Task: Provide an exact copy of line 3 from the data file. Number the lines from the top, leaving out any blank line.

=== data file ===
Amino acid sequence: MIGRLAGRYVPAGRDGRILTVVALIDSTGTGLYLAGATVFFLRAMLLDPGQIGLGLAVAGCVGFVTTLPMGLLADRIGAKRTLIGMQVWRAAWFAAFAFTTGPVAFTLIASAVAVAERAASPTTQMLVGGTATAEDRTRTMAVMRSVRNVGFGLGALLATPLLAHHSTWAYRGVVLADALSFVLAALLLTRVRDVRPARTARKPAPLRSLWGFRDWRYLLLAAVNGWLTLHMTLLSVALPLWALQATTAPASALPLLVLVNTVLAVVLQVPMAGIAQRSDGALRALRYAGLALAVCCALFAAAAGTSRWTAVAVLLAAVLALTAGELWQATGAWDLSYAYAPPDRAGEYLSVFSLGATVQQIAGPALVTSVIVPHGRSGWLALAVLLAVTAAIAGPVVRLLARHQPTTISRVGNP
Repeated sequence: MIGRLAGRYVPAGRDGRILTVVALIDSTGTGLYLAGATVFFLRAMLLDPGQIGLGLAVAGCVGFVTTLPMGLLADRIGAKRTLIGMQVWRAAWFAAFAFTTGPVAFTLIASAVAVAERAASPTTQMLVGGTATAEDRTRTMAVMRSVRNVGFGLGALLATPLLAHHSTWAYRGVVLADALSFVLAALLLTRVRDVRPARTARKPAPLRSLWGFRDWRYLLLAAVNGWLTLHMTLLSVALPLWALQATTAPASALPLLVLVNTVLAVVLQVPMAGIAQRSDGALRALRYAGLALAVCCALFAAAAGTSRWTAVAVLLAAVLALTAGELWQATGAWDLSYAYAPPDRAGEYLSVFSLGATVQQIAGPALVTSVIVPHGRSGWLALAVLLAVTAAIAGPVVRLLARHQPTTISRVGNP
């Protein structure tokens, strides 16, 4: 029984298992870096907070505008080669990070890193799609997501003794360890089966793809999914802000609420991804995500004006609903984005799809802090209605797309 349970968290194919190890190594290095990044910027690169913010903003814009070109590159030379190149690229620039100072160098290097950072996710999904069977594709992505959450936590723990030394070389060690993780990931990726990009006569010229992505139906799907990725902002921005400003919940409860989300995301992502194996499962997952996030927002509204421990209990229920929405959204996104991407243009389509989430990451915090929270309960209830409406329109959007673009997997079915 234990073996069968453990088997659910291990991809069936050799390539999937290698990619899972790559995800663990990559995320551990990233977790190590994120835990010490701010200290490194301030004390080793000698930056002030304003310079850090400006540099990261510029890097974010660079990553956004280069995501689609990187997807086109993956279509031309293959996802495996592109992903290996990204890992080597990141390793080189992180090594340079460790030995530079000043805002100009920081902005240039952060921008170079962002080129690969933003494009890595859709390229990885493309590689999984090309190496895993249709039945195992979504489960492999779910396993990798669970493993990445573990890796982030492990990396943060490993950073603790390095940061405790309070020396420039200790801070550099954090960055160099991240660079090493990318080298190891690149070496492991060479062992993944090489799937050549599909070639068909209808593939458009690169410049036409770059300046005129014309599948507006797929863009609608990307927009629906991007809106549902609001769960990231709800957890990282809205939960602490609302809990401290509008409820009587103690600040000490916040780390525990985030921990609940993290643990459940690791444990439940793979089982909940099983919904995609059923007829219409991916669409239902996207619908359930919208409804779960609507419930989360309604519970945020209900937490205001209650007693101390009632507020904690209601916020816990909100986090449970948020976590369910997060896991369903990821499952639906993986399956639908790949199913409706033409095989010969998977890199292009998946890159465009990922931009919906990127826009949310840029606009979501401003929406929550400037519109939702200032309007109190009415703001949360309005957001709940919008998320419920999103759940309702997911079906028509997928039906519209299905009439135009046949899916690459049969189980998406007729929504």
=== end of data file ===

């Protein structure tokens, strides 16, 4: 029984298992870096907070505008080669990070890193799609997501003794360890089966793809999914802000609420991804995500004006609903984005799809802090209605797309 349970968290194919190890190594290095990044910027690169913010903003814009070109590159030379190149690229620039100072160098290097950072996710999904069977594709992505959450936590723990030394070389060690993780990931990726990009006569010229992505139906799907990725902002921005400003919940409860989300995301992502194996499962997952996030927002509204421990209990229920929405959204996104991407243009389509989430990451915090929270309960209830409406329109959007673009997997079915 234990073996069968453990088997659910291990991809069936050799390539999937290698990619899972790559995800663990990559995320551990990233977790190590994120835990010490701010200290490194301030004390080793000698930056002030304003310079850090400006540099990261510029890097974010660079990553956004280069995501689609990187997807086109993956279509031309293959996802495996592109992903290996990204890992080597990141390793080189992180090594340079460790030995530079000043805002100009920081902005240039952060921008170079962002080129690969933003494009890595859709390229990885493309590689999984090309190496895993249709039945195992979504489960492999779910396993990798669970493993990445573990890796982030492990990396943060490993950073603790390095940061405790309070020396420039200790801070550099954090960055160099991240660079090493990318080298190891690149070496492991060479062992993944090489799937050549599909070639068909209808593939458009690169410049036409770059300046005129014309599948507006797929863009609608990307927009629906991007809106549902609001769960990231709800957890990282809205939960602490609302809990401290509008409820009587103690600040000490916040780390525990985030921990609940993290643990459940690791444990439940793979089982909940099983919904995609059923007829219409991916669409239902996207619908359930919208409804779960609507419930989360309604519970945020209900937490205001209650007693101390009632507020904690209601916020816990909100986090449970948020976590369910997060896991369903990821499952639906993986399956639908790949199913409706033409095989010969998977890199292009998946890159465009990922931009919906990127826009949310840029606009979501401003929406929550400037519109939702200032309007109190009415703001949360309005957001709940919008998320419920999103759940309702997911079906028509997928039906519209299905009439135009046949899916690459049969189980998406007729929504």